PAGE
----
IIT Ropar IIT Delhi

Two IITs Pioneer Methods to Convert Paddy Straw into Value

With paddy straw burning becoming a critical source of air pollution in north India (specifically Delhi and NCR), two IITs have stepped in with interesting innovations that not just help farmers avoid burning paddy straw, but also convert the paddy straw into something useful.

Farmers in Punjab and Haryana burn millions of tons of paddy straw every year (an estimated 35 million tons) mainly because it is difficult for them to harvest it within a short time span, and also because getting rid of the short paddy stubbles is fairly expensive. While there have been many appeals from central and state governments to stop this practice, the farmers are unable to, as they will not be able to sow seeds for the next cropping season if they do not get rid of the stubble fast enough. And burning it, at least according to them, is the most effective way to get rid of it in a short time span. While in theory the short stubble can also be cut, this could be expensive, and the farmers cannot afford this expense on their own.

Paddy straw currently has some uses, mainly as a low nutrition fodder for the cows but that fetches very little and it might be difficult to sell the stubble in this market. Paddy straw has also already been used for biomass power plants, though this might not fetch much too because power is a commodity.

But what if the paddy straw that is cut is turned into something of much higher value, thus paying for its own harvesting? This is just what three innovations from two different IITs (IIT Delhi and IIT Ropar) are attempting. While it is early days for these innovations, should any of them do the job well, it could be said that they have done a big service to millions of Indians (Delhi NCR alone has a population of over 20 million!).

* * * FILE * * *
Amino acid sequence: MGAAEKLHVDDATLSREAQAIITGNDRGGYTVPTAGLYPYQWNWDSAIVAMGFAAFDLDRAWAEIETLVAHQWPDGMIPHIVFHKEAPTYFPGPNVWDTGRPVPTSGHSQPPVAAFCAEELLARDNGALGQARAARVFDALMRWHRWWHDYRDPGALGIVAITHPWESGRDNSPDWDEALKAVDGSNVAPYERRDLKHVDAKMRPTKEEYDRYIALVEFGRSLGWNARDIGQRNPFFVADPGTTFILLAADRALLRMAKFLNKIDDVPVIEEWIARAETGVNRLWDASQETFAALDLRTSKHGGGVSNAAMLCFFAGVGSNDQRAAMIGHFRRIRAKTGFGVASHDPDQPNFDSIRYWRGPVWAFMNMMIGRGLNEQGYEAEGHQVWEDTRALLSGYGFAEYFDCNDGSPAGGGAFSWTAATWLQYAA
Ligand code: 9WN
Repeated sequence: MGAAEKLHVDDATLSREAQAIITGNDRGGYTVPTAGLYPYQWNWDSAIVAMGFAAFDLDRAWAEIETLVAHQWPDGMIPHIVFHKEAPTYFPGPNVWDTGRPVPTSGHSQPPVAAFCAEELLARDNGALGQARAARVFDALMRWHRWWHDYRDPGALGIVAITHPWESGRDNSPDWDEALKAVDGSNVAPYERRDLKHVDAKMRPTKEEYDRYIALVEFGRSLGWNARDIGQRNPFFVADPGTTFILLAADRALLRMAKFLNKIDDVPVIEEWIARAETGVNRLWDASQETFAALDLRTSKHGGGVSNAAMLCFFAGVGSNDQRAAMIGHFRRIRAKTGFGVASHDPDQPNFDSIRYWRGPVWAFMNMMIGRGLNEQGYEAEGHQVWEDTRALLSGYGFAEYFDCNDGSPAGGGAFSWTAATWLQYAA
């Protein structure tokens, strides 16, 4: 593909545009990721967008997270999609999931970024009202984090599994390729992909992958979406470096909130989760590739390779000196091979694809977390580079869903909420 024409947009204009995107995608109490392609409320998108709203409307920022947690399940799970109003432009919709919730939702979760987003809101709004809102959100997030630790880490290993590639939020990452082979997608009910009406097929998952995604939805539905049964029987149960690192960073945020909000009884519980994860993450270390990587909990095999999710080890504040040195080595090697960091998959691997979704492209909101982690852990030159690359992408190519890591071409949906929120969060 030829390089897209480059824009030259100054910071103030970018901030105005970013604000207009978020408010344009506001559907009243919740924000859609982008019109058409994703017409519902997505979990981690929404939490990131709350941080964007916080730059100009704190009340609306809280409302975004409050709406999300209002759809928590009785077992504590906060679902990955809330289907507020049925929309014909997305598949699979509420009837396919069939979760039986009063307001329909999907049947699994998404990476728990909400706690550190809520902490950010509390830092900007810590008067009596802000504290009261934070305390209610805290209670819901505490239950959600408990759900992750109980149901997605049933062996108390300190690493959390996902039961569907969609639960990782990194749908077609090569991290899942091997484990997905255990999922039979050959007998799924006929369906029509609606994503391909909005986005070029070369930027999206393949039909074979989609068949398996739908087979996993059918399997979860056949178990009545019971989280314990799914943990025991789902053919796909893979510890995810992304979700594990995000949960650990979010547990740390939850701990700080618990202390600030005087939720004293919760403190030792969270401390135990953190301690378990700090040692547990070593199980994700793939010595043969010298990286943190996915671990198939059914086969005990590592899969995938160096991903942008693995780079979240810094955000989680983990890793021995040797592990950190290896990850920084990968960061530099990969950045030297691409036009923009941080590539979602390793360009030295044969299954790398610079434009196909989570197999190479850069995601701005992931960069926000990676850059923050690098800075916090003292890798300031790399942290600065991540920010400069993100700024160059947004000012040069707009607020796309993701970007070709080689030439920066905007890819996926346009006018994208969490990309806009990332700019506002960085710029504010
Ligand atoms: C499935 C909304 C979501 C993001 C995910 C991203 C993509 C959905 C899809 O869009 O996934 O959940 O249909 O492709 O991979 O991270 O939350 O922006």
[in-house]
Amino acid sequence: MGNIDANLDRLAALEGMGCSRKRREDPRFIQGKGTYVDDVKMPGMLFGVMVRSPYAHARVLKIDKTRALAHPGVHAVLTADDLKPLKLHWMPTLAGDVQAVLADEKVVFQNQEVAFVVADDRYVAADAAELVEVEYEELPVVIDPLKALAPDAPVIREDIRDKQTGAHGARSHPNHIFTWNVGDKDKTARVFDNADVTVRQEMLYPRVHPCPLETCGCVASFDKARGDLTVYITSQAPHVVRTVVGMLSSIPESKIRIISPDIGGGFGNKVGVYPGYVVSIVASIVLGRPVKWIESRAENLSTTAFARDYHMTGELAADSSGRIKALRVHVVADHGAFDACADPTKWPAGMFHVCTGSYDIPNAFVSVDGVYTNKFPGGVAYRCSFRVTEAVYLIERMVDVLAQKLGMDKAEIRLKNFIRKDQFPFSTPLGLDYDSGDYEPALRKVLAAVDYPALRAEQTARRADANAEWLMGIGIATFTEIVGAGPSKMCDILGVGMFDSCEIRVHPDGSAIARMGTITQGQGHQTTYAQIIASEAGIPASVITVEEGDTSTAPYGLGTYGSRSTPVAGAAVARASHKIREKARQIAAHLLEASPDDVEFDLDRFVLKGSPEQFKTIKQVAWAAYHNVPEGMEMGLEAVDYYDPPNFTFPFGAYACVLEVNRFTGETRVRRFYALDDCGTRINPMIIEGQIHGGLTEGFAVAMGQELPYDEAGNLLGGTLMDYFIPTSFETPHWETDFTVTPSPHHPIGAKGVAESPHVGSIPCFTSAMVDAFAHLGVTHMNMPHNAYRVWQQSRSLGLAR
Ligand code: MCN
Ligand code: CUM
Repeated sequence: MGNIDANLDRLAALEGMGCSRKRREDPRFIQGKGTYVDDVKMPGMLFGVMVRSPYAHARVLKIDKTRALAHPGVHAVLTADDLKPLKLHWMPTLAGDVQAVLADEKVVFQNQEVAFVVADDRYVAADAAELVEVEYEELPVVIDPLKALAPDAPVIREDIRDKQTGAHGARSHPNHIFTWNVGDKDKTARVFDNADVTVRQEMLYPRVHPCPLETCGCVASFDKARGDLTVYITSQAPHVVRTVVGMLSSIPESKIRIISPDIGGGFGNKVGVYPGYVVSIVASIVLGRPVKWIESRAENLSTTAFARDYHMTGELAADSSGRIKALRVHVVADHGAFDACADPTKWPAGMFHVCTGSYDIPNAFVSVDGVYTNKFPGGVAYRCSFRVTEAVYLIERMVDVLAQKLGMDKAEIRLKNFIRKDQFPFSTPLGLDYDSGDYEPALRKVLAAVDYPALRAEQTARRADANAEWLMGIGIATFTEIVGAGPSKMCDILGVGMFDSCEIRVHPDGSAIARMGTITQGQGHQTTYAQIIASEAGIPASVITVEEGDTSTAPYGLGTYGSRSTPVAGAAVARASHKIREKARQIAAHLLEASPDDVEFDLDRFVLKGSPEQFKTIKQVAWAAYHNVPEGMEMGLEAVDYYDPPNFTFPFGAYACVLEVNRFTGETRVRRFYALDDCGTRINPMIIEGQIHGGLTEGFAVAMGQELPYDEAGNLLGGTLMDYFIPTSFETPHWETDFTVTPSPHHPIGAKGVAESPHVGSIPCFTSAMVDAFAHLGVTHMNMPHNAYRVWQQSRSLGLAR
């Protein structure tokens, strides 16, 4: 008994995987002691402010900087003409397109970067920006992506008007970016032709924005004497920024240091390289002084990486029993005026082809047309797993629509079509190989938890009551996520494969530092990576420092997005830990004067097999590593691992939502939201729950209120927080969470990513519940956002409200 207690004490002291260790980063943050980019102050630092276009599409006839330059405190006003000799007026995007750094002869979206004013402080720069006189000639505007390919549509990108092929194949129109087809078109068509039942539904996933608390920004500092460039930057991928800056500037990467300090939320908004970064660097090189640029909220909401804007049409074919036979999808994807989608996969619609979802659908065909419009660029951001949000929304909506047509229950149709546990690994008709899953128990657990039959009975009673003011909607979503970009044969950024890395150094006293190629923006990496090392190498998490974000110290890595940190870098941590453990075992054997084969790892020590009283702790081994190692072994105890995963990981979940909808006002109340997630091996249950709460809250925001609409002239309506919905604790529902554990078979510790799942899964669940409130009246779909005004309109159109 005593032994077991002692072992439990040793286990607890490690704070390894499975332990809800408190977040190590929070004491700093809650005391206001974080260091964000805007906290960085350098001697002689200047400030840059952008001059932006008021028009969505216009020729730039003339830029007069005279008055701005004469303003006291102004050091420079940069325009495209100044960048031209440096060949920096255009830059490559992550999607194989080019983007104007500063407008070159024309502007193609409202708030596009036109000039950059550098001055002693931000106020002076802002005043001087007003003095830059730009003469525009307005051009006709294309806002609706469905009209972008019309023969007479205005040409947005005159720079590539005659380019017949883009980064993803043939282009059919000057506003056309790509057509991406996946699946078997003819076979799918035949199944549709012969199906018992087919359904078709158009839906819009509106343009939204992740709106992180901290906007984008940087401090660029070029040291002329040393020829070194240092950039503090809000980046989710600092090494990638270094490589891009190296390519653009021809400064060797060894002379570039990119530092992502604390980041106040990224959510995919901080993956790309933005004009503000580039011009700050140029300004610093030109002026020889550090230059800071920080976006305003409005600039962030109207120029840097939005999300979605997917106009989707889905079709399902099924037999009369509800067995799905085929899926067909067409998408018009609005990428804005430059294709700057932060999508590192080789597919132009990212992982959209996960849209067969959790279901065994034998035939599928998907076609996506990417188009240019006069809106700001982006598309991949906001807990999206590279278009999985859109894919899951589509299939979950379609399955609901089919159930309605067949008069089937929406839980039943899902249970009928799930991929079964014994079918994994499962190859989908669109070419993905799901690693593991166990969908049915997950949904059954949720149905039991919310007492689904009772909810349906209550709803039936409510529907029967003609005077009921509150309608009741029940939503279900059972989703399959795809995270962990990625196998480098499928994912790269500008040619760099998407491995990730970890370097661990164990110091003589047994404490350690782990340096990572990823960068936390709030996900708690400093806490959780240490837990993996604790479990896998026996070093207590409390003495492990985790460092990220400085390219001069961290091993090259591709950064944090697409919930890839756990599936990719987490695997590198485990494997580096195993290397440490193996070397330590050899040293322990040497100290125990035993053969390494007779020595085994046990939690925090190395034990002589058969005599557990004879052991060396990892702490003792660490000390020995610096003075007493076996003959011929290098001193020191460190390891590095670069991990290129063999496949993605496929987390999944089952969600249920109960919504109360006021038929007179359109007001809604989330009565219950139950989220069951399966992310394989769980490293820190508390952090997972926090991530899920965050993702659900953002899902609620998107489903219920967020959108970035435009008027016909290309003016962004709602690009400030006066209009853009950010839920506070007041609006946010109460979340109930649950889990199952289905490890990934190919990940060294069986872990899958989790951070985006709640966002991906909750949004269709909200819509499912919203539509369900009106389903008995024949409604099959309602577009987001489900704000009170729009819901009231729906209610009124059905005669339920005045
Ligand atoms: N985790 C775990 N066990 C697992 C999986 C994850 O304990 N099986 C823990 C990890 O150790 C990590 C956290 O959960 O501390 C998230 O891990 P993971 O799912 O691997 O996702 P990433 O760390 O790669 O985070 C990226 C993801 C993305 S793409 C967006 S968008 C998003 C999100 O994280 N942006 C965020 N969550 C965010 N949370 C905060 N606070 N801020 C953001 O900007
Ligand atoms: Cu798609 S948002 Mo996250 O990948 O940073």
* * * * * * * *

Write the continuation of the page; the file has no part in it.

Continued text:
Here are the details of the innovations to turn paddy straw into something of good value:

Paddy straw to biogas - An IIT-Delhi team has provided technical support to Asia’s first biogas-based power plant which is now operating on paddy straw for large-scale biogas production in Fazilka, Punjab. The system is based on 100% use of paddy straw and has been generating nearly 4,000 cubic metres per day of biogas from 10 tonnes of straw, and the biogas is currently converted to power. While biogas to power in itself might not be very remunerative for the farmers (owing to fairly low power tariffs), converting biogas into bio-natural gas and further compressing it results in something similar to compressed natural gas (CNG), which fetches a good value in the market as a transport fuel (and could fetch higher values in industries and commercial establishments as a replacement for LPG)- Link

Paddy straw to acoustic boards - IIT Ropar has been working with farmers for converting paddy straw to acoustic boards using its patented technology. An acoustic board is a special board made of sound absorbing materials, placed between two outer walls to absorb sound. These can fetch good value as an end product, and this could in turn translate into good monetization for the farmersLink

The third idea is not about creating extra value, but reducing the cost of paddy stubble removal through an inexpensive paddy straw collecting machine - IIT Ropar has developed a low-cost machine that can pay for its operational cost by collecting stubble which in turn can be sold for diverse end uses as noted earlier. Link

Estimates put stubble burning to cause almost 50% of Delhi & NCR's PM 2.5 in its air pollution, during the relevant periods. While it is a challenging task to completely eliminate this process, the IITs' innovations could be one of many solutions used to quickly bring the burning to much lower levels.

IIT Club wishes the IIT teams involved the very best in their endeavours to commercialize their innovations


IIT Club | Last Updated : 11-Jan-20

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